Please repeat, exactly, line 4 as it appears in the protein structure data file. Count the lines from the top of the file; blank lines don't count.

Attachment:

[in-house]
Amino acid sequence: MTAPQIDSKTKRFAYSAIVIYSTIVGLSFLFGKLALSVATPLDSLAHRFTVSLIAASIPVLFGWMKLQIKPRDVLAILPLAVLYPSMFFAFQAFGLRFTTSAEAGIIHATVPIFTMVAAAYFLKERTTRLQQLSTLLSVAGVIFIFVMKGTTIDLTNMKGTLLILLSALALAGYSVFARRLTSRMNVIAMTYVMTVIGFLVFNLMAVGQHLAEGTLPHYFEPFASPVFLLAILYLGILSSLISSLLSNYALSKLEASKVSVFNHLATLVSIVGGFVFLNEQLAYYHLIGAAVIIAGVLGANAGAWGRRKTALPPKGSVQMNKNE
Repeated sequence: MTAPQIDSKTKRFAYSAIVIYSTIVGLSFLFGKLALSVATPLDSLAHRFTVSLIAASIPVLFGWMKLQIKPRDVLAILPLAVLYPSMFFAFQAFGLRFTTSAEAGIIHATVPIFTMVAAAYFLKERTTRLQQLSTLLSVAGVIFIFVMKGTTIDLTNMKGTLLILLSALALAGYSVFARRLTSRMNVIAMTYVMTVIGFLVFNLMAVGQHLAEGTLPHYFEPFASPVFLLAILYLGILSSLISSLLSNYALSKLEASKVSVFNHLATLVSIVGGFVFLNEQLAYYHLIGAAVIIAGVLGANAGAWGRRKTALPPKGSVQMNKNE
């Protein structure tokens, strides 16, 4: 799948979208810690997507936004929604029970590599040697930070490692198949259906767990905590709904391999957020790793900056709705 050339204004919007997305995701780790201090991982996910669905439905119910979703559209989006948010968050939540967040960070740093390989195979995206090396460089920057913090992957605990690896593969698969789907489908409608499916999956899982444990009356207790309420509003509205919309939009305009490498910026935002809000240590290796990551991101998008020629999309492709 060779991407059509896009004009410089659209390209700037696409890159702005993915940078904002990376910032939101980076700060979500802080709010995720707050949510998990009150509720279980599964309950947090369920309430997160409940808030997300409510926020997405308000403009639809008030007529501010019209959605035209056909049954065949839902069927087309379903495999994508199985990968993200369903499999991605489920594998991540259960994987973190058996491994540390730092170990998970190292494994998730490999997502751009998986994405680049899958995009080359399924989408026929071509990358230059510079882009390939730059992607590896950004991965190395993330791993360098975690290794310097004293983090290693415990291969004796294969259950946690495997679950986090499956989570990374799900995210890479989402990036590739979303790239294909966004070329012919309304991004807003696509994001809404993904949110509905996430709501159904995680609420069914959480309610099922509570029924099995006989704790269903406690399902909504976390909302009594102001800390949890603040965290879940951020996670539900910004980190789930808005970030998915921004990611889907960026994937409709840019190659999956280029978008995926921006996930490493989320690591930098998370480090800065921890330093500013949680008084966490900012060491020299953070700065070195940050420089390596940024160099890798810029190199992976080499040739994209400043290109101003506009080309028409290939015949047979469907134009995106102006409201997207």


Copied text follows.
């Protein structure tokens, strides 16, 4: 799948979208810690997507936004929604029970590599040697930070490692198949259906767990905590709904391999957020790793900056709705 050339204004919007997305995701780790201090991982996910669905439905119910979703559209989006948010968050939540967040960070740093390989195979995206090396460089920057913090992957605990690896593969698969789907489908409608499916999956899982444990009356207790309420509003509205919309939009305009490498910026935002809000240590290796990551991101998008020629999309492709 060779991407059509896009004009410089659209390209700037696409890159702005993915940078904002990376910032939101980076700060979500802080709010995720707050949510998990009150509720279980599964309950947090369920309430997160409940808030997300409510926020997405308000403009639809008030007529501010019209959605035209056909049954065949839902069927087309379903495999994508199985990968993200369903499999991605489920594998991540259960994987973190058996491994540390730092170990998970190292494994998730490999997502751009998986994405680049899958995009080359399924989408026929071509990358230059510079882009390939730059992607590896950004991965190395993330791993360098975690290794310097004293983090290693415990291969004796294969259950946690495997679950986090499956989570990374799900995210890479989402990036590739979303790239294909966004070329012919309304991004807003696509994001809404993904949110509905996430709501159904995680609420069914959480309610099922509570029924099995006989704790269903406690399902909504976390909302009594102001800390949890603040965290879940951020996670539900910004980190789930808005970030998915921004990611889907960026994937409709840019190659999956280029978008995926921006996930490493989320690591930098998370480090800065921890330093500013949680008084966490900012060491020299953070700065070195940050420089390596940024160099890798810029190199992976080499040739994209400043290109101003506009080309028409290939015949047979469907134009995106102006409201997207």